How sustainable are the major increases in sovereign debt burdens?
Since the COVID-19 pandemic began earlier this year, central bank purchases of government bonds have driven yields, and market volatility, ever lower. As a result, 30-year UK Gilt yields are now on par with those on Japanese government bonds (JGBs). Ten-year US Treasury yields have been remarkably stable, moving in a narrow 20bp range for most of the quarter even as equity markets posted one of the biggest gains in decades. Negative yielding debt has never been more prevalent in global bond markets.
As governments have increased their bond issuance significantly to finance the economic rescue packages, central banks have more than kept up. In the US, the Federal Reserve’s ownership of Treasury bonds has risen to levels not seen since the 1970s, though it is still well behind Japan, or even Germany.
As to how sustainable sovereign debt burdens are, the three most important criteria I see are the following:
What is the near-term outlook for the pandemic? If the current infection and death rates persist, and there is no vaccine, governments will be forced to provide further support for their economies. Countries whose bonds serve as a safe haven in times of crisis are likely to continue to see extraordinarily low absolute yields regardless of the debt load due to extraordinary demand for safe instruments as a store of value. Renewed fiscal spending will keep yields low, or drive them even lower. Of course, some governments – in the US, Japan – have the ability to print money to deflate debt, so more issuance is arguably less of an issue in those countries. Other sovereign issuers may struggle.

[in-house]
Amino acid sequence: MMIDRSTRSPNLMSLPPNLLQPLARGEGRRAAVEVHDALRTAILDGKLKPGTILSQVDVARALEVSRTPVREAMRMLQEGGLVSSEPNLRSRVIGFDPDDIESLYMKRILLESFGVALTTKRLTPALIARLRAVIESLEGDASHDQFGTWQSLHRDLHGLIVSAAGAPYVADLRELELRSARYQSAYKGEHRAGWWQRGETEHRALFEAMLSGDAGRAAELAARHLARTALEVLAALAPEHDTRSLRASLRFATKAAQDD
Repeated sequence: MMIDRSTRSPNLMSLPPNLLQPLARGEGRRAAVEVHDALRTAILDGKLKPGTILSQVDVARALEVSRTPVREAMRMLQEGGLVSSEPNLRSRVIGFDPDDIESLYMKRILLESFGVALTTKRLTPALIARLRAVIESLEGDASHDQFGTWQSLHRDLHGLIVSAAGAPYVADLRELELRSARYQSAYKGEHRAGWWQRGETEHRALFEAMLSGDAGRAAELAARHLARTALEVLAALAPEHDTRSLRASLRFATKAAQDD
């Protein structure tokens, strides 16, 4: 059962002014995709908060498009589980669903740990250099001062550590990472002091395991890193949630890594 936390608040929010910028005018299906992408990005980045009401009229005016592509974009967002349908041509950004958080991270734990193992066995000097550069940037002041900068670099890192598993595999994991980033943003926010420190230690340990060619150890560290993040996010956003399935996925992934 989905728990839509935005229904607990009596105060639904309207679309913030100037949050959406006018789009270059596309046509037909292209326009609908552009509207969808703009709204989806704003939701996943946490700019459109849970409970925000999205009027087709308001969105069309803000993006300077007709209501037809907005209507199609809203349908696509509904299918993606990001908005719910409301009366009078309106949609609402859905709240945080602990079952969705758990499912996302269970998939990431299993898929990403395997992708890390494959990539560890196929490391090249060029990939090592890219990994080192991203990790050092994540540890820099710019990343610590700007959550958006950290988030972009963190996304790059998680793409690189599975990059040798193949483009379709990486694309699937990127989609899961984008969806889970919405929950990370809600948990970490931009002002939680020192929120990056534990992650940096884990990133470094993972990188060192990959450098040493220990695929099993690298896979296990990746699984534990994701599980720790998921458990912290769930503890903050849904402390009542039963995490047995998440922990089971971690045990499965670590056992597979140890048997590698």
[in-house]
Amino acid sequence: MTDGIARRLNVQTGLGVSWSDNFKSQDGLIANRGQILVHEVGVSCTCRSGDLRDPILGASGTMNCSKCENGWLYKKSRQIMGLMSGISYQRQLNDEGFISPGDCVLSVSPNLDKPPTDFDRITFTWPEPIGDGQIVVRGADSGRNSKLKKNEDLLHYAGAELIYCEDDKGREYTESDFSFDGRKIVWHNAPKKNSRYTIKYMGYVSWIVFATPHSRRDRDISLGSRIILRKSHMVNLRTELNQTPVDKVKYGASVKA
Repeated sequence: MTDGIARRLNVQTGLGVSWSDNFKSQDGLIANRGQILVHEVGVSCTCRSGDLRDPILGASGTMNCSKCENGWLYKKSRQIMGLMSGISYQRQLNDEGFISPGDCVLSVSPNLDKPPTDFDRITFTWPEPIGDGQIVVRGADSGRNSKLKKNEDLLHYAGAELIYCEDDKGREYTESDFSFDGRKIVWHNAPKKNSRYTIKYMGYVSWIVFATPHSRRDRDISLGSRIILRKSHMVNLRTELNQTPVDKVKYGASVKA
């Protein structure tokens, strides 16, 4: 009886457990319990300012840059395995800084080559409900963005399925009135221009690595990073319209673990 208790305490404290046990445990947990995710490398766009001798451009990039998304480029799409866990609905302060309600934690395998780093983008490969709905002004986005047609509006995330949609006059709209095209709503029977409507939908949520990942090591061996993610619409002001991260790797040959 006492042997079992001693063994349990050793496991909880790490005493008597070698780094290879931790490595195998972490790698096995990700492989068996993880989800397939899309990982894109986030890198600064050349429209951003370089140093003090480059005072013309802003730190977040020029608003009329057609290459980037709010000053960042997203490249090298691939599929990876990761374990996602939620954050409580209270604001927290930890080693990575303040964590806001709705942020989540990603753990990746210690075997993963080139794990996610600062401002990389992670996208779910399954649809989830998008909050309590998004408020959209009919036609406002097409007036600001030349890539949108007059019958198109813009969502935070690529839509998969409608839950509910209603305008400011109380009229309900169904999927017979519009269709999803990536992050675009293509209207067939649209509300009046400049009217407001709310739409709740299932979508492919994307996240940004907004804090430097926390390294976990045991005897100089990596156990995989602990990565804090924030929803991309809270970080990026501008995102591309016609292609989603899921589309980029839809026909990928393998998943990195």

The second question is what will be the ultimate economic impact of the pandemic. The global economy was already weakening when the virus hit. If economic growth remains weak, the unprecedented coordination between monetary and fiscal authorities will continue, keeping rates low. Just recently, we had the eight anniversary of Mario Draghi’s ‘Bumblebee’ monetary policy comments during the euro crisis. With last week’s agreement on a European Union (EU) recovery fund, we are seeing the fiscal side of that whatever-it-takes approach. Overall, we expect central banks to continue to keep down borrowing costs – and yields. In other words, central bank buying and other demand should ensure that the low-rate regime will be maintained and may force prevailing rates lower and for longer.
Inevitably, there will come a time when high levels of fiscal spending, and with them yield levels, become unsustainable for some countries. When investors start focusing on fiscal balance sheet again, the result will be a rise in sovereign credit risk.
Could a second wave of the virus lead to corporate bankruptcies and defaults?
Yes, if it proves difficult to get the virus under control and restrictions are in place for longer, we will see a wave of corporate bankruptcies and defaults. The forecast is now for economic growth in the US of minus 6.5% in 2020 versus plus 2-2.5% back in January.
Some companies have responded to the downturn by borrowing more. Some have become more reliant on government borrowing, some companies have continued to issue bonds, helped by the fact that central banks have stepped up and taken on the role of buyer of last resort.
In fact, we have seen three months of record corporate bond issuance. This has allowed risk premiums on high-yield bonds in the US – and Europe – to tighten significantly (see Exhibit 1 below). In some market segments, these ‘spreads’ are at the same level as in February, before the pandemic. So, I’d say there is a disconnect here.